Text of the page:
Reblogged Oct 14, 2014 at Environmental Economics
I'm probably coming in late on this one (since the paper first came out in 2009!), but I recently read this paper from Phil Graves. I got the chance to ask a few questions about it online and was intrigued by the consequences. I'm curious to see what other people... Continue reading
Posted Oct 14, 2014 at Environmental Economics
This has just been published in the journal Economics and Business Letters: Special Issue on Cultural Industries: Criterion and predictive validity of revealed and stated preference data: the case of “Mountain Home Music” concert demand John C. Whitehead, Douglas Simpson Noonan, Elizabeth Marquardt Abstract Despite a robust literature on nonmarket... Continue reading
Reblogged Oct 10, 2014 at Environmental Economics
The Breakfast Club? I thought you were there to fill the John Bender role. Update: Pardon me, the title didn't fully register when I wrote this comment.
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Retraction Watch: When science writer Vito Tartamella noticed a physics paper co-authored by Stronzo Bestiale (which means “total asshole” in Italian) he did what anyone who’s written a book on surnames would do: He looked it up in the phonebook. What he found was a lot more complicated than a... Continue reading
Reblogged Oct 9, 2014 at Environmental Economics
See my addendum above.
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Matt Interis: Environmental valuation is the branch of environmental economics in which researchers estimate the economic value of environmental goods and services. Environmental valuation has been practiced for decades. However, there are some ideas in the field of environmental valuation held by many environmental economists and nonenvironmental economists that appear... Continue reading
Reblogged Oct 7, 2014 at Environmental Economics
The SEA meetings are just around the corner. I just sent this email: AERE/SEA session participants, By now you have probably received one or more emails from the SEA explaining your duties. I apologize that I have not made this clear earlier but the AERE sessions at the SEA meetings... Continue reading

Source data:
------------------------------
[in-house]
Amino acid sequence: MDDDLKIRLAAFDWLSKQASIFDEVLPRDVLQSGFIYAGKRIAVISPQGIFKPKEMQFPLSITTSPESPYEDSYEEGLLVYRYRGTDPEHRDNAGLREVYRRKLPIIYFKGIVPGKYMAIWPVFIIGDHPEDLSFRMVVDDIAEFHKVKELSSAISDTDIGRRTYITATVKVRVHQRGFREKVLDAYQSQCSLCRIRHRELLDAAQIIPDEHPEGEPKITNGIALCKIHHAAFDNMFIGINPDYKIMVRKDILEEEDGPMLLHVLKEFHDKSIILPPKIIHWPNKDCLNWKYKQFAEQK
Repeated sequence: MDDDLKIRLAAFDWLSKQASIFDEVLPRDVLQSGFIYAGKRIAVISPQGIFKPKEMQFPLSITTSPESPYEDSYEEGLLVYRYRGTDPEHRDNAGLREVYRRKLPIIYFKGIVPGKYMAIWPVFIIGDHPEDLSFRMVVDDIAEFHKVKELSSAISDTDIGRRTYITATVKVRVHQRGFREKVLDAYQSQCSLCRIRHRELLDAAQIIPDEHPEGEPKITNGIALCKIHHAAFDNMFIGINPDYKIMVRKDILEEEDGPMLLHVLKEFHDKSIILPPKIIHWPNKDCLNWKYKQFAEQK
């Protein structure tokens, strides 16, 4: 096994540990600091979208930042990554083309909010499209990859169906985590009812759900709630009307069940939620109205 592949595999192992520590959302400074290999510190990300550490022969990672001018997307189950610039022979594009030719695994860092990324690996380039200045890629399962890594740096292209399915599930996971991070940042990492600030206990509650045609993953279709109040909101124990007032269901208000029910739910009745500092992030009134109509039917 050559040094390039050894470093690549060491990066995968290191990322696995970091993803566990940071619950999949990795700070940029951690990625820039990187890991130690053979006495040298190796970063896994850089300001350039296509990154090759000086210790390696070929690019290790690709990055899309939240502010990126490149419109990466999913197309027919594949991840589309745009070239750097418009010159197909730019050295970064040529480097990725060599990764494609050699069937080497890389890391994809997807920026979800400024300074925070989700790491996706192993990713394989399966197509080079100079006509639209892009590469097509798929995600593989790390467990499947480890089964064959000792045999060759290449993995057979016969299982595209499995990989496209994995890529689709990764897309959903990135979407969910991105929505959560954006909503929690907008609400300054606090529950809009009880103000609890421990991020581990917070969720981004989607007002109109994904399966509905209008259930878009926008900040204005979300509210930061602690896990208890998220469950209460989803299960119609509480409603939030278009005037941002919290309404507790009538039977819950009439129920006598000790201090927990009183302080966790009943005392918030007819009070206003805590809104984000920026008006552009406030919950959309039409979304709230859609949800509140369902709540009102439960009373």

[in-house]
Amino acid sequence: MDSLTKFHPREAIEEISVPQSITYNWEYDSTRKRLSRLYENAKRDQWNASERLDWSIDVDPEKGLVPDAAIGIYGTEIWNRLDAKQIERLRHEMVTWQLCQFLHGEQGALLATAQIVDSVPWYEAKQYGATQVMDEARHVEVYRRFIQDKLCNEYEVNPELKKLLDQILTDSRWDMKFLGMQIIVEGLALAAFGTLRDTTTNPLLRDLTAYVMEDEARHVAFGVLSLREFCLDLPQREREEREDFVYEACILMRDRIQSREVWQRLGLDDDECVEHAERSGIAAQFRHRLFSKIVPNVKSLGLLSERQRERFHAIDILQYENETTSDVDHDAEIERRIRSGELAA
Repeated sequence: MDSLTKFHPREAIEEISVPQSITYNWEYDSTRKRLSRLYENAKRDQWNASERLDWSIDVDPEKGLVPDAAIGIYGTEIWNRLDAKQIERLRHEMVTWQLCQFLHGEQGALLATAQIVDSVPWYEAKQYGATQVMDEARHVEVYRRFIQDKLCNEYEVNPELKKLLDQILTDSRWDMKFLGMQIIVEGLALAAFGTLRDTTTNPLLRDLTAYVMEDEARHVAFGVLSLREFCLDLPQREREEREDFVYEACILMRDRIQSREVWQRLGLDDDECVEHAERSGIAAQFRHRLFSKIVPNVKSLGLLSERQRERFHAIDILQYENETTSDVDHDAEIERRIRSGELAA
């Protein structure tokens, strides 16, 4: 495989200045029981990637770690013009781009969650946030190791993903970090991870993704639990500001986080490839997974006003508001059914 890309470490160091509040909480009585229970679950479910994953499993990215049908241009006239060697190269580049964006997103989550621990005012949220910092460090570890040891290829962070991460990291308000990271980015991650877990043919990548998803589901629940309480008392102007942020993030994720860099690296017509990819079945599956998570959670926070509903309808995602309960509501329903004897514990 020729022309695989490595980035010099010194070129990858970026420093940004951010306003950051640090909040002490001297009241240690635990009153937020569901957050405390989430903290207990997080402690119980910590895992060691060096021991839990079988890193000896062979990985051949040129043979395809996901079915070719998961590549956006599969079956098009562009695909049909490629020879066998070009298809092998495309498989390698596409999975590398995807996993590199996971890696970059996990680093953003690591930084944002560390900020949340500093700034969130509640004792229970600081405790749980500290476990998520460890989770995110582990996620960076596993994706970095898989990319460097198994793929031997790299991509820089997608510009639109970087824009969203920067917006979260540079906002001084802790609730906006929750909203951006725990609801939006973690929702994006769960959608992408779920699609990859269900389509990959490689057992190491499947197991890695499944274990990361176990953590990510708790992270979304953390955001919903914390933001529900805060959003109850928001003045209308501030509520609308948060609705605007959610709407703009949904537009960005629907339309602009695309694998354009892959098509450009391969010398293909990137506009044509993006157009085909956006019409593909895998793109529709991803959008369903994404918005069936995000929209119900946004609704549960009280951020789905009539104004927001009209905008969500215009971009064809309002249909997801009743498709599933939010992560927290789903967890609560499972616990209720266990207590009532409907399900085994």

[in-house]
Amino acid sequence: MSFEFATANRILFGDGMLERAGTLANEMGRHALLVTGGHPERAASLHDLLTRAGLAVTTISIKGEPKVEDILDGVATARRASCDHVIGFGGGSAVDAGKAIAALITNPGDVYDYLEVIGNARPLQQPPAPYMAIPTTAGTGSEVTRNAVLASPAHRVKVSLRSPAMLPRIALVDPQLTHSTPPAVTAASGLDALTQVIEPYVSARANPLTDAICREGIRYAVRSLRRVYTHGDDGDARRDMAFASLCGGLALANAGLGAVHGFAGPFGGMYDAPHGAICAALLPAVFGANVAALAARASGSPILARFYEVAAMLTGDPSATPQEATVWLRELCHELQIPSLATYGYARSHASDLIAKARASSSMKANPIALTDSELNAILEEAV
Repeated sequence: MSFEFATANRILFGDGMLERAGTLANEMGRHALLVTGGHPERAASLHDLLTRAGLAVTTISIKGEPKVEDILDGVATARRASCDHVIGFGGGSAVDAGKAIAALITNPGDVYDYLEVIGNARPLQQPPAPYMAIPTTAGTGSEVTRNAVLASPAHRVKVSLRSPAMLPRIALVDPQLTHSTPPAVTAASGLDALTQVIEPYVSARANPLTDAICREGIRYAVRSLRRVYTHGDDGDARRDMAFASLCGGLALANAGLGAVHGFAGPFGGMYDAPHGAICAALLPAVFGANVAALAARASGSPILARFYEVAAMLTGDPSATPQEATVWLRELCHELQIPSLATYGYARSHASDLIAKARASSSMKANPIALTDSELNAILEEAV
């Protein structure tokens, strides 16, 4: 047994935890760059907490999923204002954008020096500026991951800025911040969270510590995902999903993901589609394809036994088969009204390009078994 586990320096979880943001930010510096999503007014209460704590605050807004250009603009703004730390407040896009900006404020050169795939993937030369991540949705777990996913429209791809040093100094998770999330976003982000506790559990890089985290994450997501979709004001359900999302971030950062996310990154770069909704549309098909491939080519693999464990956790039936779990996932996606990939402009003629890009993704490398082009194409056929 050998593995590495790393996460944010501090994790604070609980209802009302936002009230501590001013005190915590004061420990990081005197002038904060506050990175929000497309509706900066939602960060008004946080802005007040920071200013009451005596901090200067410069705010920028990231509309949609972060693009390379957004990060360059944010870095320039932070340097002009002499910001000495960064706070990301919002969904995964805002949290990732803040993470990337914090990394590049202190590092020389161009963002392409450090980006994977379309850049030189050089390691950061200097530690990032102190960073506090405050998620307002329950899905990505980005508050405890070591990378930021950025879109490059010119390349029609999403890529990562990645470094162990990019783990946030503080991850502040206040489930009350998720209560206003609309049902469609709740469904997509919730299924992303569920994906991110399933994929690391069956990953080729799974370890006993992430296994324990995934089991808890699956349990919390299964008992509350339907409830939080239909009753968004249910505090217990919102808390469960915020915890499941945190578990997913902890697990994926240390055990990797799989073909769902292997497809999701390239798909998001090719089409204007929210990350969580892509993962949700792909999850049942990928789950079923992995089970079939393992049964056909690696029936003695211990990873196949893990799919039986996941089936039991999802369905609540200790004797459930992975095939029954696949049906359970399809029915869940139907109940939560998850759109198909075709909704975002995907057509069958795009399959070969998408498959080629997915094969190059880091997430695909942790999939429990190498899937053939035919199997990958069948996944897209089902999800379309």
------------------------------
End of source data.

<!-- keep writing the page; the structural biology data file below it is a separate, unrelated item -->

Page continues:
Posted Oct 7, 2014 at Environmental Economics
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I just previewed Stated Preference Methods Using R by Aizaki, Nakatani and Sato.The A-P Sounds data that Tim, Ju-Chin Huang and myself used to get to know each other better is provided with the book and used as an example. Here is the double bounded Turnbull: Here is the endorsement... Continue reading
Posted Oct 6, 2014 at Environmental Economics
Posted Oct 3, 2014 at Environmental Economics
Tyler Cowen: I am predicting William J. Baumol, possibly with William G. Bowen, for work on the cost-disease. As you probably know, this hypothesis suggested that the costs of education and health care would continue to rise in relative terms, thereby creating significant economic problems. Not a bad prediction for... Continue reading
Reblogged Oct 3, 2014 at Environmental Economics
It looks like our working papers page is totally messed up. Here is the link: http://econ.appstate.edu/RePEc/pdf/wp1409.pdf
Toggle Commented Oct 3, 2014 on New working paper at Environmental Economics
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Tyler Cowen: 1. Popular music: The Everly Brothers, I recommend this song. There is also Loretta Lynn and Dwight Yoakum and Merle Travis, I like this video. In jazz there is Lionel Hampton. 2. Visual artist: Edgar Tolson, that image is not fully safe for work. John James Audobon worked... Continue reading
Reblogged Oct 3, 2014 at Environmental Economics
http://econpapers.repec.org/paper/aplwpaper/14-09.htm: Predictive Validity of Stated Preference Data: Evidence from Mountain Bike Park Visits Before and After Trail System Expansion Kevin Atkinson and John C. Whitehead (whiteheadjc@appstate.edu) No 14-09, Working Papers from Department of Economics, Appalachian State University Abstract: This paper investigates the validity of stated preference data for use in... Continue reading
Posted Oct 2, 2014 at Environmental Economics